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Selfie sticks at the ready! Jeremy Hedrick

Selfie sticks at the ready! Jeremy Hedrick



Selfies have taken over the world. It’s hard not to go anywhere without having to sidestep someone who is posing in front of their phone, or having to avoid an enthusiastically brandished selfie-stick. Likewise, we can’t log onto Facebook or Twitter without seeing someone’s face – usually displayed in front of a famous landmark, or posing alongside their dinner.

The popularity of this craze is undoubtedly due to the way technology has progressed: smartphones that include a forward-facing camera are now ubiquitous, allowing almost everyone around the world to take a good selfie.

There has also been some interesting research undertaken into the trends of selfie-taking, which show that the vast majority of selfies focus on the left-hand side of the taker. This behaviour is suggestive of an asymmetry in brain lateralisation – something which is well documented in cognitive neuroscience and is present in photos and paintings going back hundreds of years. While the reasons for this are yet to be fully understood, it is believed that the left side of the face is controlled by the right-hand side of the brain, which is responsible for emotions. This makes the left side of the face more expressive and, thus, many people consider this side their ‘better side’[1]

This is where selfies have garnered the most criticism, since many believe that there is a link between a propensity for selfie-taking and body dysmorphic disorder. Indeed, it has been reported that some people take hundreds, even thousands of selfies every day, in order to produce what they perceive as the perfect image of themselves.

In relation to this, it is also believed that selfie-culture has increased the demand for facial aesthetic procedures – including cosmetic dental treatments.[2] By putting their faces on display so readily, people are more aware of criticism – both from their audience and from themselves. As such, they want to look their best at all times and many see cosmetic work as the way to do this.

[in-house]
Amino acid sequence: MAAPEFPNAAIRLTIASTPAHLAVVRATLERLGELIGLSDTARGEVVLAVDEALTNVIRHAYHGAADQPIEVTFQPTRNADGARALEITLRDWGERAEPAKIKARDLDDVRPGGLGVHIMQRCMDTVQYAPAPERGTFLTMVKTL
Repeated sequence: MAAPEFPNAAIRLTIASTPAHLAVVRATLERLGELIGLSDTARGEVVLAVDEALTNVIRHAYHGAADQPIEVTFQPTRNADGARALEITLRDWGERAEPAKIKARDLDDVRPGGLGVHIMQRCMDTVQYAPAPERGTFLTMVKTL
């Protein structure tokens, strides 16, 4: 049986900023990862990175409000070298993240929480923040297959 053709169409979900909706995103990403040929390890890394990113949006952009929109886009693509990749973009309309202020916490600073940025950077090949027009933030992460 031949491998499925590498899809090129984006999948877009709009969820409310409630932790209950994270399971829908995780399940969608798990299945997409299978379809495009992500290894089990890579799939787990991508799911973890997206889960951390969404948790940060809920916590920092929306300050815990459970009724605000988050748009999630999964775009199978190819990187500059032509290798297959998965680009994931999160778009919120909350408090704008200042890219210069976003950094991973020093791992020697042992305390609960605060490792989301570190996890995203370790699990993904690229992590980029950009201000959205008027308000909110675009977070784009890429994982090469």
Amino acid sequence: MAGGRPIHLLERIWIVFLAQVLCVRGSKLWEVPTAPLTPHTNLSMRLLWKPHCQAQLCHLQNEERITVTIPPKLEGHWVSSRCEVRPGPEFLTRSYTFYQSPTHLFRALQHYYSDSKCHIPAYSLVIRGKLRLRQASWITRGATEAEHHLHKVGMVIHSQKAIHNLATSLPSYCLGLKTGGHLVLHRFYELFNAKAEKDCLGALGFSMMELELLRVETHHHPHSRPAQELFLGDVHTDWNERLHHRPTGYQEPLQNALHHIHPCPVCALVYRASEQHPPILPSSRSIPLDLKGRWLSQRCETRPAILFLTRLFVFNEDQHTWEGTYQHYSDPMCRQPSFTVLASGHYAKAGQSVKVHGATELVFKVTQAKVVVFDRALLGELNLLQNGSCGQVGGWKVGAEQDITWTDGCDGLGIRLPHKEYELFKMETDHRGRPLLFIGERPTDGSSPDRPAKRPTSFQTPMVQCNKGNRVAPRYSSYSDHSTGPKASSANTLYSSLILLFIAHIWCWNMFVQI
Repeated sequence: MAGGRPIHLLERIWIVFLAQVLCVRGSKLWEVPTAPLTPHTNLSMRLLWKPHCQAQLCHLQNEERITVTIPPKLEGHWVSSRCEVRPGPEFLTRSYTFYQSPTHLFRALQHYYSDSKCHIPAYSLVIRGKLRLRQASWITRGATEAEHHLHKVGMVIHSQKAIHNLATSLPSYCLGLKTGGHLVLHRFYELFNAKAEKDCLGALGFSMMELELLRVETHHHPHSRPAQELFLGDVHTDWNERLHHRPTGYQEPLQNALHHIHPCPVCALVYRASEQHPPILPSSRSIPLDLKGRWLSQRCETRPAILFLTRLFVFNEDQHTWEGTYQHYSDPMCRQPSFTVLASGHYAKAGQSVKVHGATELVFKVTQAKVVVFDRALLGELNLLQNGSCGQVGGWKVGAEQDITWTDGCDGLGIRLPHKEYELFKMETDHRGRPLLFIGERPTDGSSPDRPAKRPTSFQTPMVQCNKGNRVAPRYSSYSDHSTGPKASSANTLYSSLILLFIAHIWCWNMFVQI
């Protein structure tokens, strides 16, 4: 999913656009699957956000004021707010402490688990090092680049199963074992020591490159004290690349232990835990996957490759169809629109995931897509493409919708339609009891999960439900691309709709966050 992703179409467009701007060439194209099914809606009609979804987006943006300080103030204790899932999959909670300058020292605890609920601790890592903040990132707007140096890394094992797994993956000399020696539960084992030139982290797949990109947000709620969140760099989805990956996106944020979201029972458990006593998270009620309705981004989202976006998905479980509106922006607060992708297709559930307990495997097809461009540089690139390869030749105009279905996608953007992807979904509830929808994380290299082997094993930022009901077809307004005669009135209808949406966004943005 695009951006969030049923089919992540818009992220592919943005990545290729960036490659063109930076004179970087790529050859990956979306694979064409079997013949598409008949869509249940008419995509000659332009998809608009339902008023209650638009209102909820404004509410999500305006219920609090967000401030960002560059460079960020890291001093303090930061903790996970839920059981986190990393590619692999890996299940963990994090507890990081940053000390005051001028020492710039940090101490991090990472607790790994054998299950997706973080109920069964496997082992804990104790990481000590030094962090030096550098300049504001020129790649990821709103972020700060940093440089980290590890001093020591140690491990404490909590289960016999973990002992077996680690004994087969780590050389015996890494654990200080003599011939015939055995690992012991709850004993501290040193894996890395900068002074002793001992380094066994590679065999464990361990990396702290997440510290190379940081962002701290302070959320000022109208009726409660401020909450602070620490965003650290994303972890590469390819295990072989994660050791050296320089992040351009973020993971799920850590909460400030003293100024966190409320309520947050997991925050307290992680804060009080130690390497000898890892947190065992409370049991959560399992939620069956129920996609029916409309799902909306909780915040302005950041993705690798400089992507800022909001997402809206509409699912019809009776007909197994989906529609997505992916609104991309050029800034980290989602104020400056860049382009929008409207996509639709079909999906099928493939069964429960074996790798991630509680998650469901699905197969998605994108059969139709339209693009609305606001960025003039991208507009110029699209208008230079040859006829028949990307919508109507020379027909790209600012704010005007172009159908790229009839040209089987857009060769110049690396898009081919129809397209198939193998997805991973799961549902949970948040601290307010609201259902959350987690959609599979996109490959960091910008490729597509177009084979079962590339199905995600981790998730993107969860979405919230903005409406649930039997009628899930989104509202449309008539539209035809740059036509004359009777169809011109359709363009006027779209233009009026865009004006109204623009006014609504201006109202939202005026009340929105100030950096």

In terms of dental treatments, this is usually tooth whitening. Unfortunately, however, many people still do not realise that this kind of treatment must only be carried out by a registered professional – and continue to put themselves at risk by accepting whitening treatments from unlicensed and illegal providers.

As such, it is important that dental professionals do everything they can to ensure that patients are aware of the legal situation when it comes to tooth whitening – and of the dangerous ramifications of getting substandard treatment.

Of course, one of the main factors that deters patients from seeking tooth whitening from their dentists is the perceived price. But this does not need to be the barrier that many people think it is, because dental professionals can offer hard to beat offers on this type of treatment. This includes Munroe Sutton’s Healthy Discounts scheme, which gives patients a 20 per cent discount on tooth whitening, as well as a range of other treatments.


For more information please call 0808 234 3558

or visit www.munroesutton.co.uk

[1] The Daily Mail: Is your left side your best side? Published online February 2014; link: http://www.dailymail.co.uk/sciencetech/article-2556689/Is-left-best-People-pose-photo-position-brain-makes-half-expressive.html [accessed 19/09/16]

[2] The Telegraph: Rise of the selfie leads to huge increase in people seeking dental work. Published online: February 2016; link: http://www.telegraph.co.uk/news/health/news/12135936/Rise-of-the-selfie-leads-to-people-seeking-dental-work-to-correct-horsey-teeth.html [accessed 19/09/16]


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